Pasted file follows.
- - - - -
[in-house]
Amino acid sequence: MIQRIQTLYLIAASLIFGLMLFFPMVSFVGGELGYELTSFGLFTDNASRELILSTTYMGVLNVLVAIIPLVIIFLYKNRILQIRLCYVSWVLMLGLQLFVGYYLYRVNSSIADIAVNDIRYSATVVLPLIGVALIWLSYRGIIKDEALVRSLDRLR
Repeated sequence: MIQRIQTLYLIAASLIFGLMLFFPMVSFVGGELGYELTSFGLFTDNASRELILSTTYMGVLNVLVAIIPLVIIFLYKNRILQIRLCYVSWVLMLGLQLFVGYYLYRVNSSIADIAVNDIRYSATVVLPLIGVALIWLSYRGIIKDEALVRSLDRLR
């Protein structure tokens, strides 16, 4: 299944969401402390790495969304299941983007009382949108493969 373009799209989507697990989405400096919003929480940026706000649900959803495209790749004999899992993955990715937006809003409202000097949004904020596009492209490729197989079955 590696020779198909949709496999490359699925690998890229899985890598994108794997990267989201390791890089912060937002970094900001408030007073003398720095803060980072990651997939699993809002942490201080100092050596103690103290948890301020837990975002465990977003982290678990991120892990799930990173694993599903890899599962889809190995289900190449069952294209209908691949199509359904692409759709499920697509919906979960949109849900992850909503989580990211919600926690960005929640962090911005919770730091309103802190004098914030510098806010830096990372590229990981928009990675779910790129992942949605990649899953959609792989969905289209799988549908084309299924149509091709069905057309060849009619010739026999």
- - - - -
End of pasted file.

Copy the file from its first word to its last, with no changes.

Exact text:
[in-house]
Amino acid sequence: MIQRIQTLYLIAASLIFGLMLFFPMVSFVGGELGYELTSFGLFTDNASRELILSTTYMGVLNVLVAIIPLVIIFLYKNRILQIRLCYVSWVLMLGLQLFVGYYLYRVNSSIADIAVNDIRYSATVVLPLIGVALIWLSYRGIIKDEALVRSLDRLR
Repeated sequence: MIQRIQTLYLIAASLIFGLMLFFPMVSFVGGELGYELTSFGLFTDNASRELILSTTYMGVLNVLVAIIPLVIIFLYKNRILQIRLCYVSWVLMLGLQLFVGYYLYRVNSSIADIAVNDIRYSATVVLPLIGVALIWLSYRGIIKDEALVRSLDRLR
């Protein structure tokens, strides 16, 4: 299944969401402390790495969304299941983007009382949108493969 373009799209989507697990989405400096919003929480940026706000649900959803495209790749004999899992993955990715937006809003409202000097949004904020596009492209490729197989079955 590696020779198909949709496999490359699925690998890229899985890598994108794997990267989201390791890089912060937002970094900001408030007073003398720095803060980072990651997939699993809002942490201080100092050596103690103290948890301020837990975002465990977003982290678990991120892990799930990173694993599903890899599962889809190995289900190449069952294209209908691949199509359904692409759709499920697509919906979960949109849900992850909503989580990211919600926690960005929640962090911005919770730091309103802190004098914030510098806010830096990372590229990981928009990675779910790129992942949605990649899953959609792989969905289209799988549908084309299924149509091709069905057309060849009619010739026999």